Im not a parent, and most folks who spend any significant amount of time around me will probably tell you thats a good thing. But even a corrosive influence like yours truly finds something a bit hinky about the motto Just Say Yes. At least when applied to raising children.
The Boys Are Back, gauzily adapted by director Scott Hicks from Simon Carrs memoir, stars Clive Owen as hard-drinking sportswriter Joe Warr. (So, Scott Carr becomes Joe Warr? Its hard not to marvel at screenwriter Allan Cubitts boundless creativity.)
Joes a charming fellow who spends most of his time on the road, leaving his saintly wife Katy (Laura Fraser) to raise their adorable little moppet, Artie (Nicholas McAnulty.) But after Katy suffers the swiftest, most beatific death from bowel cancer in the history of movies, Joes left alone in their gorgeous Australian beach house, boozing it up while tending to a grieving tyke he barely knows.
Director: Scott Hicks
Running time: 104 minutes
Based on a book by: Simon Carr
He suffers a rather cracked epiphany while on a father-son road trip, catching young Artie doing cannonballs into a dangerously shallow motel bathtub. Joes eyes light up, the music swells and he finds himself cheering on the little fellows reckless behavior. Henceforth, our heros philosophy of parenthood is spelled out in magnetic alphabet letters on the cluttered kitchen fridge: Just Say Yes.
We get a couple of windbag monologues about how most parents are too over-protective and controlling, but surely these folks cant be serious, right? Theres got to be some sort of middle ground between responding thoughtfully to a childs irrational requests and speeding down a crowded beachfront with your toddler perched on the windshield.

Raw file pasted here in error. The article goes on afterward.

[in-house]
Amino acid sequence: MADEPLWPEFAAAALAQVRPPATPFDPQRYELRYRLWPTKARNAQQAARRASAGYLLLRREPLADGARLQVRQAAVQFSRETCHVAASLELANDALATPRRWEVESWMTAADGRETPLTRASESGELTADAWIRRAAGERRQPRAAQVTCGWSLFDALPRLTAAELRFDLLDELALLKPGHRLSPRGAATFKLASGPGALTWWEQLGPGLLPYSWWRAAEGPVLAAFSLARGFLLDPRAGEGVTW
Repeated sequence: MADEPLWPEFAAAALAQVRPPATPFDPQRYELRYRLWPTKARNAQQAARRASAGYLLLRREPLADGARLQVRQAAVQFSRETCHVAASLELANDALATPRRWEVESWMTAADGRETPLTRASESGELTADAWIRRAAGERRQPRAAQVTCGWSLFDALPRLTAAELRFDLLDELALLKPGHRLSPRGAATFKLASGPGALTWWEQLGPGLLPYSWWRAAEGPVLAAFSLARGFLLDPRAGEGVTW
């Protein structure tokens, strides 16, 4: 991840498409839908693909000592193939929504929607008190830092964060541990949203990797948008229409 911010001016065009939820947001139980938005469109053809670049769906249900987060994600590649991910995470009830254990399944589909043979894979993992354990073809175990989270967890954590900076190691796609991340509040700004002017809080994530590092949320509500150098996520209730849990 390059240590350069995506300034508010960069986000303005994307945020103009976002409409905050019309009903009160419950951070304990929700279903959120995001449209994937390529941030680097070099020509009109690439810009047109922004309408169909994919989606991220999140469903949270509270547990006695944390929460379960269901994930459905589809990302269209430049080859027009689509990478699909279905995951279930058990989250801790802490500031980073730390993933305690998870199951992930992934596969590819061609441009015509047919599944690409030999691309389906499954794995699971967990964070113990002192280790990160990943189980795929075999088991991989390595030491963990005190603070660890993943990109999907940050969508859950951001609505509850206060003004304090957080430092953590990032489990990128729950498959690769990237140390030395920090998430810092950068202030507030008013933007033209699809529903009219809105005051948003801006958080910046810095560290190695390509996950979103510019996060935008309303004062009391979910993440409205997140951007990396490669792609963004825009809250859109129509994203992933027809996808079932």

Also, if a kid is only nine you probably shouldnt let him drive.
Its tough to tell what screenwriter Cubitt and director Hicks make of Mr. Warrs radical new approach to fatherhood. Angsty teenage Harry (Ron Weasley look-alike George MacKay) is Joes abandoned son from a previous marriage, and he arrives for a lengthy visit, only to be appalled by the slovenly living conditions, lack of structure and general disrepair of the Warr household. But at the same time he also thinks his dad is really cool.
The filmmakers seem to be suffering from the same confusion, for every scene in which a rational adult figure calls Joe on his bullshit, there are at least three more where we see him heroically mocking uptight mums with all their silly rules.
Emma Booth plays a divorced mother to one of Arties classmates, and even though she summons enough pluck to tell him point blank: You drink too much and live like a pig, shes also always coming around to babysit, helps with the dishes and clearly wants to sleep with him.
You cant really blame her. He is, after all, Clive Owen. Frankly theres nobody better at doing that smoldering, battered integrity thing these days, and in most films it feels like Owen has time-warped in from an earlier, more complicated era of movie stars who were a lot less concerned with being likeable all the time.
Owen seems to have a better handle on Joe than either Hicks or Cubitt. Whereas the filmmakers have a weird crush on their protagonist and his maverick-y wisdom, the actor consistently foregrounds his characters selfishness. Unafraid of coming off as less than the heroic figure hes always being painted as, Owen actually seems to be working against the movie, revealing Joe as a smooth-talker who has thus far coasted through life on his considerable wit and charm, only to petulantly act out when a bit more is finally required of him, even at this advanced age.
Its a subversive piece of work. Owens unvarnished helplessness clanging against Hicks glossy Australian Tourist Board visual flourishes and a screenwriters notion of conflict resolution that could charitably be called absurd. There are plenty of times you can see an actor whos too good for a particular movie. But rarely do you see one try and fix it on his own.